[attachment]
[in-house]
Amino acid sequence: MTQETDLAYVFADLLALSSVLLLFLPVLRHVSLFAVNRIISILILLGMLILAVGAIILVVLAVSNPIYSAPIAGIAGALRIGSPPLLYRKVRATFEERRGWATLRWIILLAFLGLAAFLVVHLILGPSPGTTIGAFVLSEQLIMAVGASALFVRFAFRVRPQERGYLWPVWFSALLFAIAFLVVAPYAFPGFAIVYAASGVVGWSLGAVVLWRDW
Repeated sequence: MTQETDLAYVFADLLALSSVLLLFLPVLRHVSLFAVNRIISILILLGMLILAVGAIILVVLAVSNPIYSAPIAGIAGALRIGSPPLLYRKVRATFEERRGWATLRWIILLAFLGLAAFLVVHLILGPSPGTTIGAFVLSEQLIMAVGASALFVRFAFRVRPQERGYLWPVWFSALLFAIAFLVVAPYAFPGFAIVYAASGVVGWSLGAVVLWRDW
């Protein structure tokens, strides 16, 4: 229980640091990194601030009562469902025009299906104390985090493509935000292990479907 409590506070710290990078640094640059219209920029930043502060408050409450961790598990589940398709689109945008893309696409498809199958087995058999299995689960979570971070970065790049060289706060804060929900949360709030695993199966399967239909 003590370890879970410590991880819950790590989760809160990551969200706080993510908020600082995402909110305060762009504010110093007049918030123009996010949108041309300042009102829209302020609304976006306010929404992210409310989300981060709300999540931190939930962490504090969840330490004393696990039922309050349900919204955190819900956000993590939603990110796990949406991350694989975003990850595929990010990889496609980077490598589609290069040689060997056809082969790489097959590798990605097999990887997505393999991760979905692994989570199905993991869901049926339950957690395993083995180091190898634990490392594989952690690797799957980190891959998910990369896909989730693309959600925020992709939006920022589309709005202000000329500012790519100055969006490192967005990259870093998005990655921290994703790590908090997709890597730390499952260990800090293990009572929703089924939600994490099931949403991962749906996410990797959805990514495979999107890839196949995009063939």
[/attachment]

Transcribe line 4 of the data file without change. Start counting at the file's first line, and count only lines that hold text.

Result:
């Protein structure tokens, strides 16, 4: 229980640091990194601030009562469902025009299906104390985090493509935000292990479907 409590506070710290990078640094640059219209920029930043502060408050409450961790598990589940398709689109945008893309696409498809199958087995058999299995689960979570971070970065790049060289706060804060929900949360709030695993199966399967239909 003590370890879970410590991880819950790590989760809160990551969200706080993510908020600082995402909110305060762009504010110093007049918030123009996010949108041309300042009102829209302020609304976006306010929404992210409310989300981060709300999540931190939930962490504090969840330490004393696990039922309050349900919204955190819900956000993590939603990110796990949406991350694989975003990850595929990010990889496609980077490598589609290069040689060997056809082969790489097959590798990605097999990887997505393999991760979905692994989570199905993991869901049926339950957690395993083995180091190898634990490392594989952690690797799957980190891959998910990369896909989730693309959600925020992709939006920022589309709005202000000329500012790519100055969006490192967005990259870093998005990655921290994703790590908090997709890597730390499952260990800090293990009572929703089924939600994490099931949403991962749906996410990797959805990514495979999107890839196949995009063939």